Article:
Last winters, we did a road trip around Tasmania. The husband, I, and his parents. Was a super packed road trip where we covered the length of Tassie (local slang), from Launceston all the way upto Burnie , and then driving down the western coast to Hobart. We also covered the eastern coast of Tassie, all the way upto Wineglass Bay on the Freycinet peninsula. How gorgeous was that, with the white sands and the crystal clear blue waters. Contrasting scenery to the west coast which was all about mountains, and winding roads, and wineyards.
Tassie was an experience I am not likely to forget in a long, long time. Sure, it was gorgeous (poor man’s NZ, they say). Vast undulating stretches of greenery . Cattle grazing lazily on farmlands. Blooming valleys of lavender flowers, rhododendrons, wineyards, apple orchards, berry farms. But more so because, we encountered a different scenery every day, and a different weather experience too. One day it would be bright and sunny, and we would be driving amidst vast farmlands, with cattles grazing and lazing peacefully; and another day it rained cats and dogs, and we were at the outskirts of this beautiful coastal town of Burnie, where we would sit in our car with our coffees and admire the mansion like properties of the retired gentry. The third day, it actually snowed (and there was a mini hailstorm)… in September!!. Tassie kept us enthralled for the duration of our week long trip. Infact, I think Tasmania deserves its own blog post on the sights and sceneries we saw. Coming soon people!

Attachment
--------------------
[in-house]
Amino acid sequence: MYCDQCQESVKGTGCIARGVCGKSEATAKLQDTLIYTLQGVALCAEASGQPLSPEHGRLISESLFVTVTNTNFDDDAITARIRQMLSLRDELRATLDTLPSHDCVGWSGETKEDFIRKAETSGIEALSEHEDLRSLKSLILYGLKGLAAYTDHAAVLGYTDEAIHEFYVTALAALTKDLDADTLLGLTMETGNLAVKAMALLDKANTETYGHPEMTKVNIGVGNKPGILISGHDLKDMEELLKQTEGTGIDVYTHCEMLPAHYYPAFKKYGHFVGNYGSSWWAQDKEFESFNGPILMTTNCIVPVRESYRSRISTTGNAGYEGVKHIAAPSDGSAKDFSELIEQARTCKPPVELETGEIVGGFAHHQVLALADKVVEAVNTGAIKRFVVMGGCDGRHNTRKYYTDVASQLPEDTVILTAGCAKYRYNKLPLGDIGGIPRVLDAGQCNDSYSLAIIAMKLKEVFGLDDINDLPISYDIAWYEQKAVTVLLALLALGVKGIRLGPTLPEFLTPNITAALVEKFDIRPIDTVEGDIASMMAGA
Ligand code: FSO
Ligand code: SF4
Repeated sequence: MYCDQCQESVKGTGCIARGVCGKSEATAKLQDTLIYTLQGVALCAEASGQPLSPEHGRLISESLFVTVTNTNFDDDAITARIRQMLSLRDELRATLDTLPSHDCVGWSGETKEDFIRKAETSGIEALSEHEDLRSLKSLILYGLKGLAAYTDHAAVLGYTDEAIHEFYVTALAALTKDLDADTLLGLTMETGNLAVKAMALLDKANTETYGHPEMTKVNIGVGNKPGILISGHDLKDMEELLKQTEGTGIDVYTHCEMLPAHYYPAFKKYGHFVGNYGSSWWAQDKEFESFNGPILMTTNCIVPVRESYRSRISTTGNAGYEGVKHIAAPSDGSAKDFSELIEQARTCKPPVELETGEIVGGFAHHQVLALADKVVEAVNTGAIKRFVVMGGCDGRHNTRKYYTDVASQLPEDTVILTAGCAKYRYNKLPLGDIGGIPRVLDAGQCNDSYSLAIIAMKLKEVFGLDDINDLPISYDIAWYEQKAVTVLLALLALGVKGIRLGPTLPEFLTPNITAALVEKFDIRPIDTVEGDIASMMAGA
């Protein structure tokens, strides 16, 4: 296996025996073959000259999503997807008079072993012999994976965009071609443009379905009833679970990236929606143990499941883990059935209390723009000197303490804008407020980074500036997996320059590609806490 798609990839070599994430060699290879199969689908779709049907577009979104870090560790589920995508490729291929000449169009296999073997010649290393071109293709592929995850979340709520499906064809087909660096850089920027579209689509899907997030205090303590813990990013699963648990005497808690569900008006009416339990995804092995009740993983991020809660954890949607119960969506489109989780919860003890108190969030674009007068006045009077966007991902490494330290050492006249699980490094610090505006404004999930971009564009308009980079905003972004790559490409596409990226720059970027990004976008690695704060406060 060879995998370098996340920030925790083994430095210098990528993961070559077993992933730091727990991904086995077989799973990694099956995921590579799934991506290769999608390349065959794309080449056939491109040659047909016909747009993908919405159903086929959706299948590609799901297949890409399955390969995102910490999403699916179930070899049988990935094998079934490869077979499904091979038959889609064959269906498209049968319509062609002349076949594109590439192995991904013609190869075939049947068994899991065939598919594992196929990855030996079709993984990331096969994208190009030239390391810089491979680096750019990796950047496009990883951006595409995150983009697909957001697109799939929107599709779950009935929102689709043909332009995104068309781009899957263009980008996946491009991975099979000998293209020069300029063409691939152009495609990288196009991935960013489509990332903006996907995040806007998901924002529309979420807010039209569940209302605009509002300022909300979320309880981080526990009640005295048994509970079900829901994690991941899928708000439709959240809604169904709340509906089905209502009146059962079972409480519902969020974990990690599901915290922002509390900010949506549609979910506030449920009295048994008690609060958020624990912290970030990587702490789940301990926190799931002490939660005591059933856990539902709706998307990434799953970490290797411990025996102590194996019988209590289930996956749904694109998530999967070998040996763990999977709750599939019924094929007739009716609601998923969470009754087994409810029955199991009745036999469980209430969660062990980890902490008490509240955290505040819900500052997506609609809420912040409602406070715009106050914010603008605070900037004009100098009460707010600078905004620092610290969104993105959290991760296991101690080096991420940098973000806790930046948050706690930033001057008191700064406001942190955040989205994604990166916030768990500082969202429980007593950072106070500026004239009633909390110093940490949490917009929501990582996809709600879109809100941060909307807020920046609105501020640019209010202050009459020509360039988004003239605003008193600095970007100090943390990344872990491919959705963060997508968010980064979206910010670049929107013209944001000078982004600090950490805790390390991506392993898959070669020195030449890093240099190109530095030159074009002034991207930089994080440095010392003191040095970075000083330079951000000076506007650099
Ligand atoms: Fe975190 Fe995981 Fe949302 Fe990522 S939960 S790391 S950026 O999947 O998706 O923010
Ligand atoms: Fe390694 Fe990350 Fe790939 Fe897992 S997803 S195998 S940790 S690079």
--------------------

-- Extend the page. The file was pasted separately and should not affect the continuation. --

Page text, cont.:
Next time around: Tasmania is known for it’s local fresh produce (berries, dairy, fruit, wine, meat, salmon etc) but we went at the end of winters (southern hemisphere) so local produce wasn’t out and abound. And the rain also played spoilsport. So the next time around, I want to do a full foodie trip across the country. Full foodie, I repeat.
3. Isle of Skye, Scotland
Where he asked me to marry him…. need I say more
Next time around: Orkney islands are on my Scottish itinerary